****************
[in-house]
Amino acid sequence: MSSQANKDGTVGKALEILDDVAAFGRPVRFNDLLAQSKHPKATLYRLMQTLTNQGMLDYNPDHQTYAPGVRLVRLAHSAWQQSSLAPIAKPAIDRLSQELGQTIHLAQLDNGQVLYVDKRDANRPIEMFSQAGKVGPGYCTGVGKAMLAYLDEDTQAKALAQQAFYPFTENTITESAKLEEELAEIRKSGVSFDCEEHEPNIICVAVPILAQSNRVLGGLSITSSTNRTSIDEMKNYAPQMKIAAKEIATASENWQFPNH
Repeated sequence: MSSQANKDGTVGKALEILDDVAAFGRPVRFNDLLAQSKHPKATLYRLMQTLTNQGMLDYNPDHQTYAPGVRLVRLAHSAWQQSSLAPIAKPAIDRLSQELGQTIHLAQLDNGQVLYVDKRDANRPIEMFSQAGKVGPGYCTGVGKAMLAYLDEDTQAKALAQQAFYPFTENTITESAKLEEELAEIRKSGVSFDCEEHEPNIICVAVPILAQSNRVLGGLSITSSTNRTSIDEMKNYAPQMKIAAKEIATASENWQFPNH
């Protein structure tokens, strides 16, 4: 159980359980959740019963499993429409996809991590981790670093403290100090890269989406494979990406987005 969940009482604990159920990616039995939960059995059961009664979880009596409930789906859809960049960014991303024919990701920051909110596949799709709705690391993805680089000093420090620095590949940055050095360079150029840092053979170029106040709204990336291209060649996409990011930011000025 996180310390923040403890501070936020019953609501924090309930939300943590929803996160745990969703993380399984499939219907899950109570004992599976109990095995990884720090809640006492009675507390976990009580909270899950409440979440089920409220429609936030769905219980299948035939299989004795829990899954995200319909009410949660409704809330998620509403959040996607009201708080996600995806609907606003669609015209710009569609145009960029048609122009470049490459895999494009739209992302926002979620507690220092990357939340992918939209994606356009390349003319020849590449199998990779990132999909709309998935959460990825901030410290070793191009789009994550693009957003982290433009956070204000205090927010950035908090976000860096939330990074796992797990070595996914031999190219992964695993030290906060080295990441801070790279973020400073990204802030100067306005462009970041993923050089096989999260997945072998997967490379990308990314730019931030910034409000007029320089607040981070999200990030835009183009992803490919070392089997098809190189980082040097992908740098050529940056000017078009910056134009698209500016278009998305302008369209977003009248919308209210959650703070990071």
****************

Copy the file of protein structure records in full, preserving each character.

[in-house]
Amino acid sequence: MSSQANKDGTVGKALEILDDVAAFGRPVRFNDLLAQSKHPKATLYRLMQTLTNQGMLDYNPDHQTYAPGVRLVRLAHSAWQQSSLAPIAKPAIDRLSQELGQTIHLAQLDNGQVLYVDKRDANRPIEMFSQAGKVGPGYCTGVGKAMLAYLDEDTQAKALAQQAFYPFTENTITESAKLEEELAEIRKSGVSFDCEEHEPNIICVAVPILAQSNRVLGGLSITSSTNRTSIDEMKNYAPQMKIAAKEIATASENWQFPNH
Repeated sequence: MSSQANKDGTVGKALEILDDVAAFGRPVRFNDLLAQSKHPKATLYRLMQTLTNQGMLDYNPDHQTYAPGVRLVRLAHSAWQQSSLAPIAKPAIDRLSQELGQTIHLAQLDNGQVLYVDKRDANRPIEMFSQAGKVGPGYCTGVGKAMLAYLDEDTQAKALAQQAFYPFTENTITESAKLEEELAEIRKSGVSFDCEEHEPNIICVAVPILAQSNRVLGGLSITSSTNRTSIDEMKNYAPQMKIAAKEIATASENWQFPNH
């Protein structure tokens, strides 16, 4: 159980359980959740019963499993429409996809991590981790670093403290100090890269989406494979990406987005 969940009482604990159920990616039995939960059995059961009664979880009596409930789906859809960049960014991303024919990701920051909110596949799709709705690391993805680089000093420090620095590949940055050095360079150029840092053979170029106040709204990336291209060649996409990011930011000025 996180310390923040403890501070936020019953609501924090309930939300943590929803996160745990969703993380399984499939219907899950109570004992599976109990095995990884720090809640006492009675507390976990009580909270899950409440979440089920409220429609936030769905219980299948035939299989004795829990899954995200319909009410949660409704809330998620509403959040996607009201708080996600995806609907606003669609015209710009569609145009960029048609122009470049490459895999494009739209992302926002979620507690220092990357939340992918939209994606356009390349003319020849590449199998990779990132999909709309998935959460990825901030410290070793191009789009994550693009957003982290433009956070204000205090927010950035908090976000860096939330990074796992797990070595996914031999190219992964695993030290906060080295990441801070790279973020400073990204802030100067306005462009970041993923050089096989999260997945072998997967490379990308990314730019931030910034409000007029320089607040981070999200990030835009183009992803490919070392089997098809190189980082040097992908740098050529940056000017078009910056134009698209500016278009998305302008369209977003009248919308209210959650703070990071």